Delta Air Lines, Inc., et al., Petitioners, v. Civil Aeronautics Board, Respondent, 247 F.2d 327 (5th Cir. 1957)Annotate this Case
W. Glen Harlan, Charles A. Moye, Jr., and E. Smythe Gambrell, Atlanta, Ga., Howard C. Westwood, Peter S. Craig and Charles H. Murchison, Washington, D. C., John T. Lorch and Henry L. Hill, Chicago, Ill., Richard S. Maurer and Gambrell, Harlan, Russell, Moye & Richardson, Atlanta, Ga., and James K. Crimmins, Melvin D. Goodman and Chadbourne, Parke, Whiteside & Wolff, New York City, Francis H. McAdams and Mayer, Friedlich, Spiess, Tierney, Brown & Platt, Chicago, Ill., for petitioners.
Elmer E. Batzell, Stephen Ailes, Morris Chertkov, Asst. Chief, Litigation and Research Div., Franklin M. Stone, Gen. Counsel, John H. Wanner, Associate Gen. Counsel, Civil Aeronautics Board, O. D. Ozment, Chief, and Robert L. Park, Atty., Litigation and Research Division, Washington, D. C., Victor R. Hansen, Asst. Atty. Gen., Daniel M. Friedman, Atty., Dept. of Justice, Gerald F. Krassa, Atty., Civil Aeronautics Board, Washington, D. C., and Kenneth DeMattei, Atty., Civil Aeronautics Board, San Francisco, Cal., for respondent.
Norman L. Meyers, Washington, D. C., for intervenor The Flying Tiger Line Inc., Meyers & Batzell and Sylvester P. Meyers, Washington, D. C., of counsel.
Clarence M. Mulholland, Toledo, Ohio, Edward J. Hickey, Jr., James L. Highsaw, Jr., and Harry A. Bowen, Washington, D. C., for intervenor Riddle Airlines, Inc., Mulholland, Robie & Hickey, and Bowen & Scoutt, Washington, D. C., of counsel.
William E. Miller, Stephen Ailes, Robert J. Corber, Washington, D. C., for Slick Airways, Inc., Steptoe & Johnson, Washington, D. C., of counsel.
Coates Lear, Washington, D. C., for intervenor Aaxico Airlines, Inc. (Formerly American Air Export and Import Co.).
Before BORAH, RIVES and BROWN, Circuit Judges.
RIVES, Circuit Judge.
Eight air carriers, holding permanent certificates of public convenience and necessity authorizing the transportation of persons, property and mail, seek review of orders of the Civil Aeronautics Board which issued temporary certificates to four "cargo carriers" for the transportation of property and mail.1 The temporary certificates so issued authorize the transportation of all types of property, which would include both air freight and air express, for a period of five years, and authorize the transportation of all categories of mail for a one year experimental period2 on a non-subsidy basis.3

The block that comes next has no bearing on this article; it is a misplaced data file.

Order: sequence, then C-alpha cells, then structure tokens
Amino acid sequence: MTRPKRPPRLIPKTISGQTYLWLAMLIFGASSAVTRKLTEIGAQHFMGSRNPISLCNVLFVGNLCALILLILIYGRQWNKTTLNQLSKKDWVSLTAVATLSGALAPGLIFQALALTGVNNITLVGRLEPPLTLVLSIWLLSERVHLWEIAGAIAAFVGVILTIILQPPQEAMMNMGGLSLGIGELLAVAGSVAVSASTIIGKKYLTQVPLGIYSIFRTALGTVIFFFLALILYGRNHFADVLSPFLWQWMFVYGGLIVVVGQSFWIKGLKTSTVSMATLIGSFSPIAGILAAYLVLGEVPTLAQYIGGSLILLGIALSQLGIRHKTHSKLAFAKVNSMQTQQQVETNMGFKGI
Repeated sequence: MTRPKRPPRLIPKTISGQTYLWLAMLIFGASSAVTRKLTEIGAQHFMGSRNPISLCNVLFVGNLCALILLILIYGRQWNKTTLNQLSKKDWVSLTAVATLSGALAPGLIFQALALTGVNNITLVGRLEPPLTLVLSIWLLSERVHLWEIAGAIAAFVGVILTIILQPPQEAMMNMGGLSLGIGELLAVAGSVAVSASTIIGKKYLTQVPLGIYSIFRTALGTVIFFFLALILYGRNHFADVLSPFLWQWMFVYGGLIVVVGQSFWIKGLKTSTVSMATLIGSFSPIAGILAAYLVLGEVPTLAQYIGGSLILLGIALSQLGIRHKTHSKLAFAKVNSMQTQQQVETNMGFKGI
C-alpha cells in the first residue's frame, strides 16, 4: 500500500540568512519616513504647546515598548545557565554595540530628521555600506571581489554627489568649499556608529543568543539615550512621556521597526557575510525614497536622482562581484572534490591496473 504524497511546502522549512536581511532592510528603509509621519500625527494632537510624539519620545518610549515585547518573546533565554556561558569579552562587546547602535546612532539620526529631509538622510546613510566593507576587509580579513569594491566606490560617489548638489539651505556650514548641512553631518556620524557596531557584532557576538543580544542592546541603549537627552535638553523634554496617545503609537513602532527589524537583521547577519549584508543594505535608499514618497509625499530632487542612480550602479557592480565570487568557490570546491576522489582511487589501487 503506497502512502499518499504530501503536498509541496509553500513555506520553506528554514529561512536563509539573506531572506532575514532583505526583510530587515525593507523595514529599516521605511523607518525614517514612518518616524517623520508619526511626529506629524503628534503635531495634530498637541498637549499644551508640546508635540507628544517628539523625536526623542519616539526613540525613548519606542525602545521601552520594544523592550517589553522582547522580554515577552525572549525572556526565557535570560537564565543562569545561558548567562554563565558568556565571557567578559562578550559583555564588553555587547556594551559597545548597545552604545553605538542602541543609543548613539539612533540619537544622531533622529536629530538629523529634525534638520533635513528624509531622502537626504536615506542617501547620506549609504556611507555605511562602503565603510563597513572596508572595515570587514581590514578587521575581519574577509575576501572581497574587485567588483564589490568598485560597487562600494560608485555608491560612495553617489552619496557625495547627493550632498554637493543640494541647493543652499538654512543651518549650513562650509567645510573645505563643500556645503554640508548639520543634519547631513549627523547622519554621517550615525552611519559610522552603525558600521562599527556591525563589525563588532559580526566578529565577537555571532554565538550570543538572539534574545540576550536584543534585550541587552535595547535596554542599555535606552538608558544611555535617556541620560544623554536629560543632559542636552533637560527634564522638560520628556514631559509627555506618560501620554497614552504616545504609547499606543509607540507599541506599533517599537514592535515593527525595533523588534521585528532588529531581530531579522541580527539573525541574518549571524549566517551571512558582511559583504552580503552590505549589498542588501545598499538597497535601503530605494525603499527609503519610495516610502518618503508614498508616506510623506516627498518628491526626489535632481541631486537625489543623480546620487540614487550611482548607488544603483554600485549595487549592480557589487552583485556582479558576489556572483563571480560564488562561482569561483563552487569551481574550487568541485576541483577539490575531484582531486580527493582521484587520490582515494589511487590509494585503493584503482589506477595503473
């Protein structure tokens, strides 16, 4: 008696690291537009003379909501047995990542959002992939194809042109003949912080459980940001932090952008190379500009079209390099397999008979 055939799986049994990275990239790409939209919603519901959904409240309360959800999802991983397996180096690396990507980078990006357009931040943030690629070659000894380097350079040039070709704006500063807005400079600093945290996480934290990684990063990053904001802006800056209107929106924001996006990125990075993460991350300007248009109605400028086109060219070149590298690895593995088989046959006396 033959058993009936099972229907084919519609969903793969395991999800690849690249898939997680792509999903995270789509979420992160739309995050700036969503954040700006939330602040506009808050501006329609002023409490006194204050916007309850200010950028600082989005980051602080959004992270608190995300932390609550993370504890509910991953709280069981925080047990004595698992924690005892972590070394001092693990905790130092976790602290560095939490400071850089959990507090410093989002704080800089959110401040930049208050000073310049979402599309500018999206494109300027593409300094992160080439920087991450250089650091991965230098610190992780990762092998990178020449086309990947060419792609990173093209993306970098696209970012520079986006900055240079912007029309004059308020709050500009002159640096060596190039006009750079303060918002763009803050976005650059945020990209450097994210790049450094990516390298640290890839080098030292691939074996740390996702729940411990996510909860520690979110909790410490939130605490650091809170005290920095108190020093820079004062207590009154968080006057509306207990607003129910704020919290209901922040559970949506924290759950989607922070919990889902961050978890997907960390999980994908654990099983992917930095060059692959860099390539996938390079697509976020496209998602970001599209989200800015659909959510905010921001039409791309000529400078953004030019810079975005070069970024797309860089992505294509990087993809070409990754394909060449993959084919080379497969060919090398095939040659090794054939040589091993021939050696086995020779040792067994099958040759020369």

The Board proceedings were an outgrowth of a decision made in 1949, inaugurating the air freight experiment by temporarily certificating for five years four air carriers for the transportation of property only, not including air express.4 In the proceedings now under review, the Board, upon the basis of an extensive record, made findings and conclusions, reflected in some 340 pages of opinions and orders, to the effect that the public convenience and necessity require the continuation and expansion of the air freight experiment. The Board's basic decision is not seriously challenged in so far as it is limited strictly to air freight, but petitioners attack three aspects of the Board's determination: (1) they contend that the Board unlawfully granted air express authority to such cargo carriers; (2) they object to the experimental mail authorizations; (3) they challenge the grant to two of the cargo carriers of the right to provide "intra-area service," that is local service generally between all points on their certificated routes.